Race Nutrition Wrap Up
The last several weeks in the Friday Feast posts we’ve talked about race nutrition. In Part 1 we discussed things to keep in mind when trying to figure out what and how much to eat. In Part 2 we looked at various choices for nutrition options that are out on the market. Then we read about Jason’s plan for Ironman Texas and last week we learned what Dina consumed before and during her HITS Grand Junction half ironman race.
No two athletes will have exactly the same nutrition plan. We have different calorie needs and we have different foods we can tolerate.
The same athlete will have different nutrition plans for different events. The caloric demands for a century ride are quite different from a sprint triathlon.
To find what works for you, you need to experiment. Keep in mind that unless a plan was a disaster, don’t change too many factors at once. Keep a detailed log of what you are consuming, both before and during your training. (TrainingPeaks has some options for this. You can track your meals on the calendar, and you can also write in the workout comments what you ate and drank during your training.)
In addition to what you eat during your event, you should also think about what you eat the day before a race and the morning of the race. How your body responds to foods will vary, and you’ll find many different kinds of “pre-race” meals (or even rituals) out there. Just like your during race nutrition, you will want to test these meals to make sure they don’t cause any issues.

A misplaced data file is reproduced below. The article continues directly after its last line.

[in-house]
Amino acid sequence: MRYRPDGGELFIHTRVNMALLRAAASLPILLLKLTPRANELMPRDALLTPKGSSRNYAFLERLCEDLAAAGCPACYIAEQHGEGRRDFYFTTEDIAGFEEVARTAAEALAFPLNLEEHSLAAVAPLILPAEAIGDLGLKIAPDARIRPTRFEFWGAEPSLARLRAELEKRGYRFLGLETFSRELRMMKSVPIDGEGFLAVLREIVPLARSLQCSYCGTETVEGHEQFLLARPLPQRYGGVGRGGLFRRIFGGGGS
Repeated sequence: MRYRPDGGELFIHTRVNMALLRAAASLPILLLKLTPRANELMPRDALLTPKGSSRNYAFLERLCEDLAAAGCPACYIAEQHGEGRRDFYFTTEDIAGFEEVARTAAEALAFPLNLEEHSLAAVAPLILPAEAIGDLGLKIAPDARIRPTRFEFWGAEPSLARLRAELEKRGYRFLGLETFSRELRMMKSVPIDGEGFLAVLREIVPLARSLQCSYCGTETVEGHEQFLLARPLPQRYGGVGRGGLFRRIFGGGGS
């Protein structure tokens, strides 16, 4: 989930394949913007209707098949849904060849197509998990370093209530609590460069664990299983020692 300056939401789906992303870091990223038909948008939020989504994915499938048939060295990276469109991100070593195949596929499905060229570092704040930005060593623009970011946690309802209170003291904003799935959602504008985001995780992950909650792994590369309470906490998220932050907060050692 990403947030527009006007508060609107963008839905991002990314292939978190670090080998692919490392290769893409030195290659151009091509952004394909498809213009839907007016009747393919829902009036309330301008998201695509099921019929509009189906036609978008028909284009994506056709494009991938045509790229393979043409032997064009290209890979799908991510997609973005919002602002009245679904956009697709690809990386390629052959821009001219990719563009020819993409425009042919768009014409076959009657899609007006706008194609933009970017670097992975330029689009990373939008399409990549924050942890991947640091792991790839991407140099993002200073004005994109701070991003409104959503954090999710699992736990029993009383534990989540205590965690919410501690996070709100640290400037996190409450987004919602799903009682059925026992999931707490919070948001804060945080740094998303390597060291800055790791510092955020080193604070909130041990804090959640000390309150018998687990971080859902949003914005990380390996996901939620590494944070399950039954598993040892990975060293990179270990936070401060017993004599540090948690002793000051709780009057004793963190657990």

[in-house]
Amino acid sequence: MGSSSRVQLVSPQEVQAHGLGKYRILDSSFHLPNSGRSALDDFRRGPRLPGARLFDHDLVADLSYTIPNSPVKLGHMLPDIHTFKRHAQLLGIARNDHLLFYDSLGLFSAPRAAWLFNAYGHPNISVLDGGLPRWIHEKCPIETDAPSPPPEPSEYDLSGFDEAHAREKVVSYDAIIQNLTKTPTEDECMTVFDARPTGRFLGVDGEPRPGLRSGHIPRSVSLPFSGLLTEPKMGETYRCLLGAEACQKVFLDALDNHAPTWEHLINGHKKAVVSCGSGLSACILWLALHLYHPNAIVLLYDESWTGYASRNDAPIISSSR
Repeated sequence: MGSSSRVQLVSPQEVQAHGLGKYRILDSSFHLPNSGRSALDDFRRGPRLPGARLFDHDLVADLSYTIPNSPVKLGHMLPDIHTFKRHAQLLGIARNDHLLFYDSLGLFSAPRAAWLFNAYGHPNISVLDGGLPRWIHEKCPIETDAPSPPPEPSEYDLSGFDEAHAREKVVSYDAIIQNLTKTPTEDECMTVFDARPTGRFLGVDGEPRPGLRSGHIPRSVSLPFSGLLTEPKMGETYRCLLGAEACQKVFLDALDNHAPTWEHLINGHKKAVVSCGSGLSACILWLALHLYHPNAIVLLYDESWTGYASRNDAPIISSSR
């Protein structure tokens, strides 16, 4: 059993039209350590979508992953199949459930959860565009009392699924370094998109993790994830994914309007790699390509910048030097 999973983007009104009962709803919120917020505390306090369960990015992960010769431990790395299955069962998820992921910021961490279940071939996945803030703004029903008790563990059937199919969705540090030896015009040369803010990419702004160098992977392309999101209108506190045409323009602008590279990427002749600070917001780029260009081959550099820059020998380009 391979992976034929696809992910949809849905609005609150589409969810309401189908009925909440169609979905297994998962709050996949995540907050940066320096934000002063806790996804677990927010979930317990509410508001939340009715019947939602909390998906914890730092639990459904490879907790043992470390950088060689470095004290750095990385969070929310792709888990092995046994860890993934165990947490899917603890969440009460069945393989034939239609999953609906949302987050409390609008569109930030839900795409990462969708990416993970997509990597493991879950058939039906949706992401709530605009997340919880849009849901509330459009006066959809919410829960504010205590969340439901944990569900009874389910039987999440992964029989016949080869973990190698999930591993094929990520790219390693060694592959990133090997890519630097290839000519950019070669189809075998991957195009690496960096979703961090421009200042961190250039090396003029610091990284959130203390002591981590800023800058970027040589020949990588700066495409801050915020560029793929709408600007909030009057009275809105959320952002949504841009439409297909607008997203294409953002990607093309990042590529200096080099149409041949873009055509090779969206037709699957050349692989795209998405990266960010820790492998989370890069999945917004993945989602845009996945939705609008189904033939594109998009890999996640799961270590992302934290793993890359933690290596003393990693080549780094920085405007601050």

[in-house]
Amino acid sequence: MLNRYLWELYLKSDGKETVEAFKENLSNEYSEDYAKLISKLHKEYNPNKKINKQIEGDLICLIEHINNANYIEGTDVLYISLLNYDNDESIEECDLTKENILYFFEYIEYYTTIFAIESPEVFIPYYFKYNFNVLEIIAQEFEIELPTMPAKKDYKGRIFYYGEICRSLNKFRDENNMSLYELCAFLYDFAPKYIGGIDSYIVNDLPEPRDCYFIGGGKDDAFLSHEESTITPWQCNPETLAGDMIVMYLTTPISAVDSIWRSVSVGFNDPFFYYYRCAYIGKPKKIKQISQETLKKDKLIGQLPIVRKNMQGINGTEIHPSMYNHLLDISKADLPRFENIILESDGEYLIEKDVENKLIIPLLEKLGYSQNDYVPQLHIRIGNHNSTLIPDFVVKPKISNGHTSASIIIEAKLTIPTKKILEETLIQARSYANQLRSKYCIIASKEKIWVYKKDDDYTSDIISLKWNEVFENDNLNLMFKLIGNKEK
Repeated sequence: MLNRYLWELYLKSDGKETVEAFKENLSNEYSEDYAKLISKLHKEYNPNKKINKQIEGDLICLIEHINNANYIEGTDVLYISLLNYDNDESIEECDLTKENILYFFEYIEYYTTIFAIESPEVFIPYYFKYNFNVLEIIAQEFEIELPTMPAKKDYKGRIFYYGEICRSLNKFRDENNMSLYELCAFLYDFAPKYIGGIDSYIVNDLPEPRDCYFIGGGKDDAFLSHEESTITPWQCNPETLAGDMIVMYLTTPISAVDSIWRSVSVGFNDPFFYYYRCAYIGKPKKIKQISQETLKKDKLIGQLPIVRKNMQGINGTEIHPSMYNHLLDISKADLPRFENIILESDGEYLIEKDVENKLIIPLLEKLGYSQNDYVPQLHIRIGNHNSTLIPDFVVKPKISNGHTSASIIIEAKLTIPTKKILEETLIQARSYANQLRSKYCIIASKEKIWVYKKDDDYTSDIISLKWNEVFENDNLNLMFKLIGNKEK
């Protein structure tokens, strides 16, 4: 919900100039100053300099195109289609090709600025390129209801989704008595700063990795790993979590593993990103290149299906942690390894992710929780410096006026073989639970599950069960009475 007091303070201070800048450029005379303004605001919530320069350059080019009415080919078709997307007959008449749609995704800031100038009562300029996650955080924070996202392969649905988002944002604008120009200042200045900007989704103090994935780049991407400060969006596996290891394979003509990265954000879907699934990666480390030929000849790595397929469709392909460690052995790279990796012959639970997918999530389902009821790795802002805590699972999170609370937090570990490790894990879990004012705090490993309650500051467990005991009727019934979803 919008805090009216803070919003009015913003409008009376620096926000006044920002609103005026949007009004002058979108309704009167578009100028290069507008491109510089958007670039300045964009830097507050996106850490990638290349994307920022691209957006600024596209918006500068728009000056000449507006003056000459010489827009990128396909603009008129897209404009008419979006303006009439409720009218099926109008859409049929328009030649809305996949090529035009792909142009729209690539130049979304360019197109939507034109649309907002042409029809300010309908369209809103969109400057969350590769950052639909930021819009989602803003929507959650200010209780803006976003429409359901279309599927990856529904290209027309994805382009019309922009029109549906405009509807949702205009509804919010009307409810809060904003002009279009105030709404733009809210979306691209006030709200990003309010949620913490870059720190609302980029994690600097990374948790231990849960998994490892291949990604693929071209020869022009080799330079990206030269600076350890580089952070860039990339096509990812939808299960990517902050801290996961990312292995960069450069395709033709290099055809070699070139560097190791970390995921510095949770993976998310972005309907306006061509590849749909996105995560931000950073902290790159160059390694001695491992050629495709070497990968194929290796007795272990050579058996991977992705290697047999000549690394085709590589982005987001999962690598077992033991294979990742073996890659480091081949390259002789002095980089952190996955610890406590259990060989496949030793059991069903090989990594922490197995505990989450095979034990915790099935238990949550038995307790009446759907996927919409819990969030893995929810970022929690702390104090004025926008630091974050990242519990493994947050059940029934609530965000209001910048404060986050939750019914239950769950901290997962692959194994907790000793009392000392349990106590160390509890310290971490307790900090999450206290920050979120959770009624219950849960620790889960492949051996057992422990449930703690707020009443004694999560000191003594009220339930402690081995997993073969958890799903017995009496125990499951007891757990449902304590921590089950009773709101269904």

Another factor affecting race nutrition is environmental conditions, as they may change how your body responds to nutrition. If you aren’t able to train in similar conditions to your race (hot or cold temps, dry or humid environment) you might need to make some modifications to your plan for your event. Typically it is easier to eat more when it’s cooler out, though we tend to not drink enough in cooler temps. Often in hot temperatures is more difficult to digest nutrition and while we might drink more, we many not drink enough because we are losing more fluid than we realize.
Your race nutrition plan will likely always be evolving, and don’t be afraid to try new things. With experimentation (trial and error) and documentation of those trials, you should be able to set up a plan that works well for you.
Happy training, racing, and eating!